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The following pages lay claim to the share of merit that may be due to a spirit of diligent research which took nothing at second hand where an original writer, or document, could be consulted, and would not be turned aside, by any authority, from the anxious pursuit, and resolute vindication, of the Truth. They are offered, therefore, with the confidence inspired by a consciousness of good faith. Yet the author is sufficiently aware that the public has nothing to do with the integrity of his purpose, or the patient industry with which it has been followed up, except so far as a valuable result may have been achieved.
What is now submitted made part, originally, of a much more extensive plan. But there was found, at every turn, so much to clear up, and the materials for rectification so multiplied, that it seemed impossible to treat the subject satisfactorily without giving to it, in connexion with any other, a cumbrous and disproportioned air. To hazard assertions, and to venture on the requisite plainness of criticism, without producing the evidence which justified a departure from received opinions could have effected no good purpose, and would have justly incurred the charge of presumption. Error
was too deeply intrenched to permit a hope of dislodging it, unless through the regular, though tedious, forms of investment.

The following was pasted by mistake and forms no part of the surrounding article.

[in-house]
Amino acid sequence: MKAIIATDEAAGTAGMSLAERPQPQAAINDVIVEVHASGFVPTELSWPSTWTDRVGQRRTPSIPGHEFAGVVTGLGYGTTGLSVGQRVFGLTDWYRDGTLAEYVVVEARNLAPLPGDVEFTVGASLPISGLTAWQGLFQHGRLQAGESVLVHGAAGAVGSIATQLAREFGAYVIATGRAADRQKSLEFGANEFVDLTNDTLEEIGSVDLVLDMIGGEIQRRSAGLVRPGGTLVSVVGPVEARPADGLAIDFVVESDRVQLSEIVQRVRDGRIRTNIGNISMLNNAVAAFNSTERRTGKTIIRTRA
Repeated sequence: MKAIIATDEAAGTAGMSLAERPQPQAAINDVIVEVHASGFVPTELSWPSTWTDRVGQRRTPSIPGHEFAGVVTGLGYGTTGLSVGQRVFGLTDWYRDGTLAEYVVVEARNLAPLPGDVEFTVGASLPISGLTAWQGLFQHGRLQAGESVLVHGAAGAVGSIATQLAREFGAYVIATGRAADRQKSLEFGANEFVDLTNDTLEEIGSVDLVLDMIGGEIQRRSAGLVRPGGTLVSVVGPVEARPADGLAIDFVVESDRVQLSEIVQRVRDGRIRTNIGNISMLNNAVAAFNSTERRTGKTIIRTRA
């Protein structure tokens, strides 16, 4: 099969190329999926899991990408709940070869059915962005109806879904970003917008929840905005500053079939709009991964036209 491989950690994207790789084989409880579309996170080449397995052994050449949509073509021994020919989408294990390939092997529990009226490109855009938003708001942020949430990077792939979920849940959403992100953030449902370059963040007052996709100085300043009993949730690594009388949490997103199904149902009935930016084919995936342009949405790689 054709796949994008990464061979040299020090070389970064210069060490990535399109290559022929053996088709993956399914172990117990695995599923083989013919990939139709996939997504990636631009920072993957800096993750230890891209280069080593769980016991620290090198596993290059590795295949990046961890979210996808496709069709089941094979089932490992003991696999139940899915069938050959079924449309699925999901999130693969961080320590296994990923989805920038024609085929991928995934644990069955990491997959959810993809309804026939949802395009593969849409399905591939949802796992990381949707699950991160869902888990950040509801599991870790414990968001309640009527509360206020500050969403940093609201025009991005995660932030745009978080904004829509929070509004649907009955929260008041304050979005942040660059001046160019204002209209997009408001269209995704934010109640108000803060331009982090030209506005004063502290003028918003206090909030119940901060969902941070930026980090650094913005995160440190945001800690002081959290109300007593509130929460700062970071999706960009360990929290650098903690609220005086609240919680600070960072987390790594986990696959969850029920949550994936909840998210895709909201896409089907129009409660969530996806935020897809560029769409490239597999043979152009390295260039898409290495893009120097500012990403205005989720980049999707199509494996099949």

The author is very sensible of the dry and argumentative manner here imparted to topics which have usually been viewed, and treated, as susceptible of the highest embellishment. He can only hope that others may catch a feeling, such as gained on himself at every step, which, in the disentanglement of facts, rejects impatiently, rather than solicits, whatever does not conduce directly to the result. The mind seems to demand, with sternness, that this labour shall first be gone through, as the eye requires a solid foundation, and an assured elevation, before it can rest with complacency on the decorative acanthus.
Amidst a great deal of undeniably fine writing on the subject with which the present volume is connected, it would seem to have secured to itself less than any other of patient and anxious labour. The task of setting facts right has been regarded as an unworthy drudgery, while an ambitious effort is witnessed to throw them before the public eye in all the fantastic shapes, and deceptive colouring, of error. Gibbon remarks of Tillemont, that his inimitable Accuracy “ almost assumes the character of Genius." Many writers of the present day seem to have constantly in view the tendency of the public mind to a classification of powers, and to dread lest any remarkable display of the quality in question, might be artsully seized on as characteristic, and thus prejudice their claims to the highest honours of authorship
A new and urgent motive may be suggested for en